The Gym Nearly 1 In 4 People Would Never Consider Joining

A person's preferred gym is sort of like their preferred brand of car. It's chosen based on things like amenities, price, customization options, and whether its general function fits that person's lifestyle. Someone looking for a farm truck isn't going to buy a subcompact, after all. And someone living in a large city with tight parking spots isn't going to go for a super extended cab.

Gyms are the same way. Someone who loves to swim isn't going to go for a gym focused on weight training ,while a bodybuilder doesn't want a gym with more Barre classes than barbells. Given the price of most gyms, a person is only going to pick the one that best fits their needs.

Of course the gym a person avoids says almost as much about them as the one they prefer. Health Digest polled over 500 of our American readers and asked them which gym they would least want to join. Several common chains were on the list, like Planet Fitness, Curves, and LA Fitness. Our readers could also choose to write in their own answer using the "Other" option, which almost 13 percent of them did. The most common answer among that 13 percent was "none", making it pretty clear that they prefer to exercise at home

But of the gyms listed, the one with the most votes turned out to be a classic gym with one of the most recognizable brands in the industry. One our readers don't seem impressed by.

The gold standard

If you were aware of fitness at all in the '90s, then you knew about Gold's Gym. Their black and yellow logo was iconic, and it could be found on everything from workout tapes to home exercise equipment, and water bottles to sweatshirts that you could get from your local big box store, no gym membership required.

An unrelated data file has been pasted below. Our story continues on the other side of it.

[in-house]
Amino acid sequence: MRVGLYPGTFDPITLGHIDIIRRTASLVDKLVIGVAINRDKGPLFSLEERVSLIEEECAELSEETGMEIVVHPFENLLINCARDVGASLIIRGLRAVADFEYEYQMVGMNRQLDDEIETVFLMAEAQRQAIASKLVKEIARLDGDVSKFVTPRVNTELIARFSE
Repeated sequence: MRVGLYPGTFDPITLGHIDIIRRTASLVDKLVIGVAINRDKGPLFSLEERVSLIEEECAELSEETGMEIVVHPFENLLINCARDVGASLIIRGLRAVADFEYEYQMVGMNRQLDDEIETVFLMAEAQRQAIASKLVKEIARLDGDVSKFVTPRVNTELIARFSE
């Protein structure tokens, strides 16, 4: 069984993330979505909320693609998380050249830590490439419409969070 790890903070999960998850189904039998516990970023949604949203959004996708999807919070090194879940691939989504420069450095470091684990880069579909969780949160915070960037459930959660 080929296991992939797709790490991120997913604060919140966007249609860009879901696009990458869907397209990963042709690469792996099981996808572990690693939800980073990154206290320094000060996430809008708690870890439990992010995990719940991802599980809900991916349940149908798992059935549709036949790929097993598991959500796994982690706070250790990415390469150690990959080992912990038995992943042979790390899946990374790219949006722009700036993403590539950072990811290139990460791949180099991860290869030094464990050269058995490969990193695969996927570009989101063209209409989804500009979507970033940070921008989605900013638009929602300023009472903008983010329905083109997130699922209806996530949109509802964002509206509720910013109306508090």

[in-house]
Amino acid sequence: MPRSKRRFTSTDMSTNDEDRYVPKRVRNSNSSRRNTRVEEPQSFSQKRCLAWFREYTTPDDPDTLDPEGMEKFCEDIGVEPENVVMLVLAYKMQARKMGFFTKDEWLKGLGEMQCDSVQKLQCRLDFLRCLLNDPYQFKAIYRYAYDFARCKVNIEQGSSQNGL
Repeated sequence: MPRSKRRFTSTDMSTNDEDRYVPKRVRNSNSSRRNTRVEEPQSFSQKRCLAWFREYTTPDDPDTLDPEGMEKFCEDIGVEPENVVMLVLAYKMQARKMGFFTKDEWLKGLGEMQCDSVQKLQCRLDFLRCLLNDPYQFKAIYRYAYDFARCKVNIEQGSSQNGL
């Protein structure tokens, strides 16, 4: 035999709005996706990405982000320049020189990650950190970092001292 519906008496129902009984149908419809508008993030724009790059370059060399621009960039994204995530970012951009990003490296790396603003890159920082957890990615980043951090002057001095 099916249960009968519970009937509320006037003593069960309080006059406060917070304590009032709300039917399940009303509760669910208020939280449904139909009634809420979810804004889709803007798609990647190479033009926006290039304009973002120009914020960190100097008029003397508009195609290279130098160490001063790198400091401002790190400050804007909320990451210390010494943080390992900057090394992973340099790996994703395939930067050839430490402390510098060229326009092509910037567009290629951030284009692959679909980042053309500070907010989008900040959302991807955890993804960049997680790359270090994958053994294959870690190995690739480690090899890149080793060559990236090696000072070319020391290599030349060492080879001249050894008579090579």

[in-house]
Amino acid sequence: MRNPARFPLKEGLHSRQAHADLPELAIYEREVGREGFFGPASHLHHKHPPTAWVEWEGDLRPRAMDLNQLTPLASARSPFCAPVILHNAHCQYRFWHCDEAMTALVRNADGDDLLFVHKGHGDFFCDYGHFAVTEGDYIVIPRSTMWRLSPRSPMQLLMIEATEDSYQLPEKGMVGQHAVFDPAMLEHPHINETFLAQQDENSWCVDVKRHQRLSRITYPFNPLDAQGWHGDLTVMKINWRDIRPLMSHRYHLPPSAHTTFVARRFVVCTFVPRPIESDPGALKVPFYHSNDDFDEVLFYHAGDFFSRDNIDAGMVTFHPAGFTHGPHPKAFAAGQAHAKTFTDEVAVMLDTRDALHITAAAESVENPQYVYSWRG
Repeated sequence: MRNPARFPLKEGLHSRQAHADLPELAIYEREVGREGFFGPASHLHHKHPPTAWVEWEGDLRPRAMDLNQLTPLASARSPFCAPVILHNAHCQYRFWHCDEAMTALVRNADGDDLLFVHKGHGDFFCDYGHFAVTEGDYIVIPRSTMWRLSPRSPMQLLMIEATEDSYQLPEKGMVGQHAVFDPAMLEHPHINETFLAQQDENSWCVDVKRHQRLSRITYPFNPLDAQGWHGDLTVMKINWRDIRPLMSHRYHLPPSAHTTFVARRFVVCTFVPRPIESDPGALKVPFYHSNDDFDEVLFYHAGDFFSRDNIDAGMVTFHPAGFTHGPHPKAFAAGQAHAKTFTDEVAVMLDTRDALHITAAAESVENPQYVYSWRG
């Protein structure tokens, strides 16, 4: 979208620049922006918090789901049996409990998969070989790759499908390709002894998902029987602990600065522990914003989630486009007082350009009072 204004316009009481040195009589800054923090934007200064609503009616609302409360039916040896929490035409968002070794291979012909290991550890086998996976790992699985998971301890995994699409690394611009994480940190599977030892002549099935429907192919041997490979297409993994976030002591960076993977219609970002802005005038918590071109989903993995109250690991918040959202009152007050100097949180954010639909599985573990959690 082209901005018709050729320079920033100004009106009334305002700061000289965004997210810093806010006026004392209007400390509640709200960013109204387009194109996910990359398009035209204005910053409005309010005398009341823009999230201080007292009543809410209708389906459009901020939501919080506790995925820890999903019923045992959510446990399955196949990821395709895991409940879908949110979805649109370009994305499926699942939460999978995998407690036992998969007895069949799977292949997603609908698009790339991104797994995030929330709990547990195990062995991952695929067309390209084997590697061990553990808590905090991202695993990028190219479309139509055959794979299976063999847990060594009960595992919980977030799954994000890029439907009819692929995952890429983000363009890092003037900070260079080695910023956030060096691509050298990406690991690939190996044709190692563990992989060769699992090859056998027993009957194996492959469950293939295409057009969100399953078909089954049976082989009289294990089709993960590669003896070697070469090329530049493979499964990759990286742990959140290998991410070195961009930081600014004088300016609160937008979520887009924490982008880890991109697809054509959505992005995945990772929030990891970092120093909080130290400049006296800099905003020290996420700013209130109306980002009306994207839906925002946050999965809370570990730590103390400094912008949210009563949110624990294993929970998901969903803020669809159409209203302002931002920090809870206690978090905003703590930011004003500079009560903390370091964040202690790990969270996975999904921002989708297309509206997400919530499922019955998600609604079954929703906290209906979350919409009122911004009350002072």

Unfortunately for Gold's Gym, that popularity seems to have waned over the years. For some people it might be the intense focus on strength training, a fitness niche that intimidates some and falls well outside the goals of others. But a larger issue is most likely their billing system.

The Trusty Spotter weighed out the pros and cons of Gold's Gym using information you generally have to sit down for a consultation to get. He found that Gold's Gym has a somewhat confusing tiered system that includes levels like Bronze, Silver, Gold, VIP, Basic, Vintage, Access, Enhanced, Studio, and Bootcamp. What exactly is included in each tier depends on the specific location, because each Gold's Gym is a franchise and each location's owner has a lot of freedom to set prices and choose which amenities to include.

According to the blog for Gold's Gym, they are trying to branch out from the idea that they're all about the weight room. But with a confusing membership tier, variable billing, and no guarantee on what their locations have to offer, it's easy to see why so many Health Digest readers are steering clear.